Cadets receive learning experience at CAFB

Eighteen Operation Air Force Cadets spent three weeks at Columbus AFB learning about possible career opportunites the Air Force has to offer them. (U.S. Air Force Photo by Airman 1st Class Danielle Powell)

Eighteen Operation Air Force Cadets spent three weeks at Columbus AFB learning about possible career opportunites the Air Force has to offer them. (U.S. Air Force Photo by Airman 1st Class Danielle Powell)

COLUMBUS AIR FORCE BASE, Miss. -- With a sharp salute to our commander, 18 young cadets, from across the United States, gathered together on a bright Monday morning, for what seemed then to be the beginning of a long three weeks. 

Lieutenant Col. Daniel Simonsen, the commander of our group, remembers his first impression of the eager faces that stood before him. "As I met these young men and women, I'm encouraged by the future of our country" he says as he reminisced on that morning. We didn't know what the next few weeks had in store for us, but we did know to keep an open mind and a positive attitude. 

As the week began, we learned about many, if not all of the positions that the Air Force had to offer us. When we got the news that we would receive incentive flights our blood started to pump with adrenaline. 

Cadet Gerando Ayala Jr., of the University of Texas at San Antonio, rode on a T-6. "I enjoyed the experience. It was good to see what kind of things the pilots do on a daily basis. All in all it was great" said Cadet Ayala, a future pilot. 

Most of our cadets rode on the T-6, but some, like Cadet Michael Lawrence, rode on a T-37. "I really enjoyed sitting next to the pilot. It was easier for him to explain the functions of the plane and show me the different maneuvers" states Cadet Lawrence, who also has the dream of becoming an Air Force pilot.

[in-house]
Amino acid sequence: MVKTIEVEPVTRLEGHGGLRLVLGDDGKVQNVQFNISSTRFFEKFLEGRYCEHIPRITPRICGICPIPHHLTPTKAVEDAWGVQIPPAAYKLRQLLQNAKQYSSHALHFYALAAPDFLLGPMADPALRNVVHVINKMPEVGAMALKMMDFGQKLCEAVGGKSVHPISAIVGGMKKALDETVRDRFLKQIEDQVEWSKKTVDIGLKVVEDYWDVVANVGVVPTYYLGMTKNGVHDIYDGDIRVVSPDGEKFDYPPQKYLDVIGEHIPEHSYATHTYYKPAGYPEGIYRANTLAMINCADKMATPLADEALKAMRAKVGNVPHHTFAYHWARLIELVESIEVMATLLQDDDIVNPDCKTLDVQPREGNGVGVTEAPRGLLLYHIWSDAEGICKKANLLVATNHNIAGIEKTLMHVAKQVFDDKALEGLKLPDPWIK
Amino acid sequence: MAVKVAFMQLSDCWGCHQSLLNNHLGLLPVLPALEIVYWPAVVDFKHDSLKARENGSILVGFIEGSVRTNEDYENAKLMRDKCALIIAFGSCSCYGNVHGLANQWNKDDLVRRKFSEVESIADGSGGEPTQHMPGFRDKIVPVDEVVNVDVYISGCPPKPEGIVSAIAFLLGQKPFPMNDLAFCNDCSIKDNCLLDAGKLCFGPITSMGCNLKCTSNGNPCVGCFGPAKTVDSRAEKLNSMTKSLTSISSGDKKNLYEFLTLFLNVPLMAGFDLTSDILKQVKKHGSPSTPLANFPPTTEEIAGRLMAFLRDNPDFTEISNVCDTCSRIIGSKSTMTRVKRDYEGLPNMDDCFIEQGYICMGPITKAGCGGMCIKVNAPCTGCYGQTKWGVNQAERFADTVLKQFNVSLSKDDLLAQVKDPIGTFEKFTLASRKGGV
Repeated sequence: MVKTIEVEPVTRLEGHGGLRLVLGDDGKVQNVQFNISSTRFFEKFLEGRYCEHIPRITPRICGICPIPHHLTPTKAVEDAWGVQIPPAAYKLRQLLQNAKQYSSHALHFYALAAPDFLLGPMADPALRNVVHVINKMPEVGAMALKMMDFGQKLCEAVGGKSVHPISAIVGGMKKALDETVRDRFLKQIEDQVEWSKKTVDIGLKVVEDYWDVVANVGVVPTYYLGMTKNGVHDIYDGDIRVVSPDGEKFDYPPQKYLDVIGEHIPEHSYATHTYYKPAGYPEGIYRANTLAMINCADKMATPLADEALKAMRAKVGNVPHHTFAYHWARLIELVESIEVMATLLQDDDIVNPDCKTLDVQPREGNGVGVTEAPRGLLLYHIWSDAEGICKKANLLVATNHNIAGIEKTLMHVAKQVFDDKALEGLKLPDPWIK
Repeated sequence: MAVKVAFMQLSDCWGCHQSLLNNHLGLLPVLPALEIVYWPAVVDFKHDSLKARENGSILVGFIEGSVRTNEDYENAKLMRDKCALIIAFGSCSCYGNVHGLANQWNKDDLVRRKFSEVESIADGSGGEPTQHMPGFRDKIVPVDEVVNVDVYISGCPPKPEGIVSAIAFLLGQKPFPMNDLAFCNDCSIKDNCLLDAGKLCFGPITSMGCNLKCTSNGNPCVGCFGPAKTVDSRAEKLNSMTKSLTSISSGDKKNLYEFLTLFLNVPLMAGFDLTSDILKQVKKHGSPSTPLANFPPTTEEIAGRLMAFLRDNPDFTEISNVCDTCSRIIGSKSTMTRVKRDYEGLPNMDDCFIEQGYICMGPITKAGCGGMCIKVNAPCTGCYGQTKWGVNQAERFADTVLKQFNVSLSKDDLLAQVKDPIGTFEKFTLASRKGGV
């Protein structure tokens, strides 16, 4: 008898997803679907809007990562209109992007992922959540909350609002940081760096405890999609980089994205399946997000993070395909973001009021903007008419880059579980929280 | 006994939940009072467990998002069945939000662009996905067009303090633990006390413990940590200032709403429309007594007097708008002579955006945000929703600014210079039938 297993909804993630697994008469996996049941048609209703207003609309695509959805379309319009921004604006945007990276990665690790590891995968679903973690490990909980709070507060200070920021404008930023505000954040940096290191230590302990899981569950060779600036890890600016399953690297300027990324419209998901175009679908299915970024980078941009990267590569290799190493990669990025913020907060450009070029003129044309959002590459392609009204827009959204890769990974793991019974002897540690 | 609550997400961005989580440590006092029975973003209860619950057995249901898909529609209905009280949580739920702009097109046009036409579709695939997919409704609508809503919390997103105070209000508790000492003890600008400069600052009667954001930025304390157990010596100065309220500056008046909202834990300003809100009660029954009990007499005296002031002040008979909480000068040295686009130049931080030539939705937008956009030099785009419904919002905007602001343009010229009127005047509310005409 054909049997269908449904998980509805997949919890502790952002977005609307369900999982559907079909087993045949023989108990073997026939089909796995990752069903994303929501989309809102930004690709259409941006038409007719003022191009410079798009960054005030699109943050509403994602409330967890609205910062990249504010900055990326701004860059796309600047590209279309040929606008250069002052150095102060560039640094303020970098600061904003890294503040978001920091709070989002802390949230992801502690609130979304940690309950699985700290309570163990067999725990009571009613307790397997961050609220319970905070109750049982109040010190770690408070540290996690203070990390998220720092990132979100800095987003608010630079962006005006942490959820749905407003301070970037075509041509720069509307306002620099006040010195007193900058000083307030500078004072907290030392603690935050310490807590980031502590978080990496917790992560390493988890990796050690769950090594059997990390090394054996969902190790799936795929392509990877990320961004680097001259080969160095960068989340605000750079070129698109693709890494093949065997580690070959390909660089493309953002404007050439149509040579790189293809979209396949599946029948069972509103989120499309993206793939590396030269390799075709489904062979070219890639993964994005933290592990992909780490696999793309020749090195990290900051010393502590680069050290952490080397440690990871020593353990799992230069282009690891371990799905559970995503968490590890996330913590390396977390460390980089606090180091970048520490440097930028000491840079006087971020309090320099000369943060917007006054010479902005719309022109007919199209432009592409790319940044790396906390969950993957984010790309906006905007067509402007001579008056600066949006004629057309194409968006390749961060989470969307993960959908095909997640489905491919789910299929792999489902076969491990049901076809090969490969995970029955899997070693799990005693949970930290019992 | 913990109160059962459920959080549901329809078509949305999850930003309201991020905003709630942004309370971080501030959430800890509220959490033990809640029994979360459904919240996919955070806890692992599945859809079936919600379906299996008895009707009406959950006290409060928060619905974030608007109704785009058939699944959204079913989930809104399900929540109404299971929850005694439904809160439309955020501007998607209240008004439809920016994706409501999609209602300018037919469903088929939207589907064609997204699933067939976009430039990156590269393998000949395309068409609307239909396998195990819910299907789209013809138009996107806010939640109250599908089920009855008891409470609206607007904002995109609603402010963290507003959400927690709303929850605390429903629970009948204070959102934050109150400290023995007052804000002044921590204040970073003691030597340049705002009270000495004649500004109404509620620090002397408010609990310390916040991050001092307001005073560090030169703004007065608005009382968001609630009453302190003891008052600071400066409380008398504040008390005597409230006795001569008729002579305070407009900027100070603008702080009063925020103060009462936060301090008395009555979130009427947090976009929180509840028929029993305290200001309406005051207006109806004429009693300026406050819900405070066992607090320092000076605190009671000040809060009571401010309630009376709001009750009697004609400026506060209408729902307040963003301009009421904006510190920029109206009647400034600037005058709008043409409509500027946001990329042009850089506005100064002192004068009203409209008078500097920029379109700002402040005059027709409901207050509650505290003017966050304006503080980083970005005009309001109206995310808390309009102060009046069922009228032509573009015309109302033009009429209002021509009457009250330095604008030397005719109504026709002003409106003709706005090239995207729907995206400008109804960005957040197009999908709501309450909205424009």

Throughout these three weeks I've learned so much about the Air Force and what it has to offer me. I've also learned that in being a future officer in the Air Force, I have to look to my NCOs because they are the backbone to the military. We had the pleasure to have lunch with three outstanding NCOs that work on this base. They provided us with the knowledge that we need in order to begin a good military career as officers. 

The last three weeks has been an amazing learning process, both about the Air Force and its services, but also about me. We had great fun, learned a lot and had terrific food.
Cadet Shavonne Collins of Howard University shares her thoughts on the trip. "Our living arrangements and food were great. If you haven't eaten at the Columbus Club yet you should definitely go! The T-6 flight was really fun! Overall it was a great experience and I just wish I could've shadowed more officers," states Collins with a bright smile on her face. Cadet Collins plans to pursue a career in the Medicine field as a doctor. 

Cadet Orion Kellogg of the Rochester Institute of Technology says "Ultimately OPS NCO has been a very valuable learning experience. By far the best part of it has been the T-6 Texan flights. Looking back, I only wished we could have shadowed some more pilots." Cadet Kellogg is working hard to achieve a pilot slot in hopes to become a future fighter pilot. 

After these three weeks at OPS NCO Professional Development Training, we have a better understanding of our nation's Air Force and we plan to become 18 of the brightest officers. Staff Sgt. Parnell, the NCO of our trip, leaves us with a few encouraging words: "It's all about respect." We have found this to be very true. If you don't respect yourself and those in charge of you, and below you, nobody will respect you. 

Thank you to Columbus AFB for inviting us in and taking care of us while we were here. We greatly appreciate everything that you did for us. To all of the Airmen, NCOs and officers who provided us with the knowledge of your jobs, thank you for taking the time out of your schedules to answer our questions and enlighten us about your role in the mission. And as the Air Force says "Cross into the Blue."